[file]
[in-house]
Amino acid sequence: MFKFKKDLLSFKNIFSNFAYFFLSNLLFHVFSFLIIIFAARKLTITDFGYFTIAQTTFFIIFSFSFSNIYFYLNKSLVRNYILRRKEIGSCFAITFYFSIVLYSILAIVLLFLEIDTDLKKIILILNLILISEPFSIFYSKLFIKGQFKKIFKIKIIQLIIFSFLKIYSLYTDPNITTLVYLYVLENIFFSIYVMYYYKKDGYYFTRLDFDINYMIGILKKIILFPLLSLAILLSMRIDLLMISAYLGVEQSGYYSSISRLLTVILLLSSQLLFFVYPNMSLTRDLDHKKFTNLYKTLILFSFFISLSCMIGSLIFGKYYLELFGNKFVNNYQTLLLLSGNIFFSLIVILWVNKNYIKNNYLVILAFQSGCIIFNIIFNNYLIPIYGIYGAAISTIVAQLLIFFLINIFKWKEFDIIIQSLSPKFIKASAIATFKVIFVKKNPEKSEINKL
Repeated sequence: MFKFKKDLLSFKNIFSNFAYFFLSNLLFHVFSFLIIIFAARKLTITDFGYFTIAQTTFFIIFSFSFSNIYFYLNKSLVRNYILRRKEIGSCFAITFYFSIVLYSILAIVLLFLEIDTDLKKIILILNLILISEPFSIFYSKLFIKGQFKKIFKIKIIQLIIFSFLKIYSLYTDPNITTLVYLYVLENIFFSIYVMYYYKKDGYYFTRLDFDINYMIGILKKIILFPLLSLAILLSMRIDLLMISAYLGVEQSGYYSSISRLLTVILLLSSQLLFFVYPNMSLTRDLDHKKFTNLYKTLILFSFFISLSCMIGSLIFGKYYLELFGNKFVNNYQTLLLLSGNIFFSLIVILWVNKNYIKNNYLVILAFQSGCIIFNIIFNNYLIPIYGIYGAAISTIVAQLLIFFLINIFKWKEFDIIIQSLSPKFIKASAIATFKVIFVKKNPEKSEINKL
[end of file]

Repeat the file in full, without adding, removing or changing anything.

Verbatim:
[in-house]
Amino acid sequence: MFKFKKDLLSFKNIFSNFAYFFLSNLLFHVFSFLIIIFAARKLTITDFGYFTIAQTTFFIIFSFSFSNIYFYLNKSLVRNYILRRKEIGSCFAITFYFSIVLYSILAIVLLFLEIDTDLKKIILILNLILISEPFSIFYSKLFIKGQFKKIFKIKIIQLIIFSFLKIYSLYTDPNITTLVYLYVLENIFFSIYVMYYYKKDGYYFTRLDFDINYMIGILKKIILFPLLSLAILLSMRIDLLMISAYLGVEQSGYYSSISRLLTVILLLSSQLLFFVYPNMSLTRDLDHKKFTNLYKTLILFSFFISLSCMIGSLIFGKYYLELFGNKFVNNYQTLLLLSGNIFFSLIVILWVNKNYIKNNYLVILAFQSGCIIFNIIFNNYLIPIYGIYGAAISTIVAQLLIFFLINIFKWKEFDIIIQSLSPKFIKASAIATFKVIFVKKNPEKSEINKL
Repeated sequence: MFKFKKDLLSFKNIFSNFAYFFLSNLLFHVFSFLIIIFAARKLTITDFGYFTIAQTTFFIIFSFSFSNIYFYLNKSLVRNYILRRKEIGSCFAITFYFSIVLYSILAIVLLFLEIDTDLKKIILILNLILISEPFSIFYSKLFIKGQFKKIFKIKIIQLIIFSFLKIYSLYTDPNITTLVYLYVLENIFFSIYVMYYYKKDGYYFTRLDFDINYMIGILKKIILFPLLSLAILLSMRIDLLMISAYLGVEQSGYYSSISRLLTVILLLSSQLLFFVYPNMSLTRDLDHKKFTNLYKTLILFSFFISLSCMIGSLIFGKYYLELFGNKFVNNYQTLLLLSGNIFFSLIVILWVNKNYIKNNYLVILAFQSGCIIFNIIFNNYLIPIYGIYGAAISTIVAQLLIFFLINIFKWKEFDIIIQSLSPKFIKASAIATFKVIFVKKNPEKSEINKL